Last Updated on March 26, 2015 by Jimson Lee
Flashback to 1989.
This is a picture of a device I used to time myself when my coach was not around or when I was self-coached.
It is called the Seiko Training Timer, which you could probably buy brand new on eBay for under $200. It was a regular stopwatch with a device that looks like a shutter release cable for photographic cameras, used for long exposure photos or when using a tripod.
Back then, all my workouts were timed “on the fly” either by 2 methods:
1) I would start 10 meters back, run into the start line while holding the tiny start button on the watch, push the button to start while running at near full speed (or whatever 10 meters could get me), then use the hand held release cable “gizmo” to stop (or splits) the stopwatch. You’ve seen this starting method by distance runners excluding the gizmo.
2) same method as above, but I would program the splits to be well over the duration of the run, then use the gizmo device to “start the split” when I crossed the start line, then again when I cross the finish line. This would give me a more natural running motion compared to holding the start button like a marathon runner! By using a pen and paper, I would then take the 2 “splits”, subtract them, and that would be my fly time. For example, by subtracting 1.87 (split 1) from 17.18 (split 2), it would give me a 15.31 150m fly time.
Of course, this device would be impossible for timing a proper start from a 3 or 4 point stance. Even a 40 yard dash was impossible. And even if you had a coach timing you, how accurate is it? It is, after all, a hand time where you must rounded up to the nearest 1/10th of a second. At 9.91 on your stopwatch becomes a 10.0 HT, but 9.91 sounds better right?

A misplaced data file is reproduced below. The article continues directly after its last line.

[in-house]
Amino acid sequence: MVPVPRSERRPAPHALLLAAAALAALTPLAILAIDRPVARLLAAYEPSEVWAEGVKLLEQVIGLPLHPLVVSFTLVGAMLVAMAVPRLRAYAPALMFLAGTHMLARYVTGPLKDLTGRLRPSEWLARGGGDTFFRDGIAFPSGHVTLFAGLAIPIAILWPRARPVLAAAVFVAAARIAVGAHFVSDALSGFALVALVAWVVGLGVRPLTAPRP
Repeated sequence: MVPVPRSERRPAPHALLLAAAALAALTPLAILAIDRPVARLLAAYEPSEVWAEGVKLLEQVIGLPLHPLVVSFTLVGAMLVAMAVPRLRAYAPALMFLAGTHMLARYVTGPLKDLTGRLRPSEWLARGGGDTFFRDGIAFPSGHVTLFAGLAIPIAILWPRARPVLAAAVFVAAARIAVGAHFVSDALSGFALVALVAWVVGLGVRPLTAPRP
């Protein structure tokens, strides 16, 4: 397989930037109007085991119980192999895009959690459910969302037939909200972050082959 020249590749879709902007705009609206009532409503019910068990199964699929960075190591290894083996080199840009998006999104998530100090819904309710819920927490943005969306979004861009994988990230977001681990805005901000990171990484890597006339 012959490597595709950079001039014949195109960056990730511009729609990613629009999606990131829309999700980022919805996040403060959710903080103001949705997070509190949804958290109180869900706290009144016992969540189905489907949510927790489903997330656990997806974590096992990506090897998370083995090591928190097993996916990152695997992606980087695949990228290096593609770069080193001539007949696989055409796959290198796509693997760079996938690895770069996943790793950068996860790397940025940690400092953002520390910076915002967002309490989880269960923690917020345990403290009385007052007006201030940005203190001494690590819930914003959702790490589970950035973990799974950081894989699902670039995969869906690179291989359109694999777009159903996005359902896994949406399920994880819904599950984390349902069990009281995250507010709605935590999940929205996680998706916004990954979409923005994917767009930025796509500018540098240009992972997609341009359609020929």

So what is there to do?
Freelap Timing System
I’ve been using the Freelap timing system which is essentially a stopwatch using electromagnetic field transmitters to take split times, accurate to 2/100th of a second. It’s made in Switzerland, so as a watch, you know it’s already good.
You have to wear the watch on your chest or waist level for the most accuracy and a strap is available. Having it on the wrist is not accurate as your arm could be in an upswing or backswing when you cross the transmitter.
By using 2 transmitters devices, you can easily do fly testing at any distance over 20 meters.
It so simple to use, that you (or the coach) no longer has to worry about missed timing. Just run fast!
For distance runners, it does lap times automatically but you only need one transmitter, unless you want to do 200 meter splits, then you’ll need 2 transmitters.
The watch can also record over 700 splits and/or use software to download to your PC. So there’s a lot of flexibility to the unit.
But What About the Start?
By using the TX Touch device, you can start from a 3 or 4 point stance using the hand on the ground as the starting mechanism. That hand should always be the first to move when you react to the gun.
The TX Touch device looks like a thin hockey puck, but since I am Canadian, everything resembles a hockey puck.
I’ve been using it… it’s extremely accurate, though my 40 time is not as fast it it used to be.
The minimum split times is about 1 sec or 20 meters. My 30m fly time with a 20 or 30m acceleration is my frequent test for max velocity. I also love it for my magic speed endurance session of 60, 80, 100, 120, 150m. It also works great for my magic special endurance sessions.
For a 100 meter dash, you can now get 10 meter splits, and with 10 TX Juniors transmitters placed on the lane lines, you can have 2 athletes record 10 meter splits.
If you have enough devices, you can even do the RAST test for speed endurance
If you don’t have a coach, I highly recommend getting this unit.
Even if you do have a coach, you should use this instead of expensive FAT timing systems and stop worrying about inaccurate or missed times in practice. Remember, the times you run in practice will extrapolate to the time you will run in real races.
I use the Sprint 1 Coach package which has the watch, waist belt, starting device (the TX Touch), and 2 transmitters (TX Juniors). It’s very small and hardly takes up any room in my track bag. And best of all it’s extremely affordable.
Did I say it would make a great Father’s Day gift?
For more information, check out https://speedendurance.com/store/freelap-timing-systems/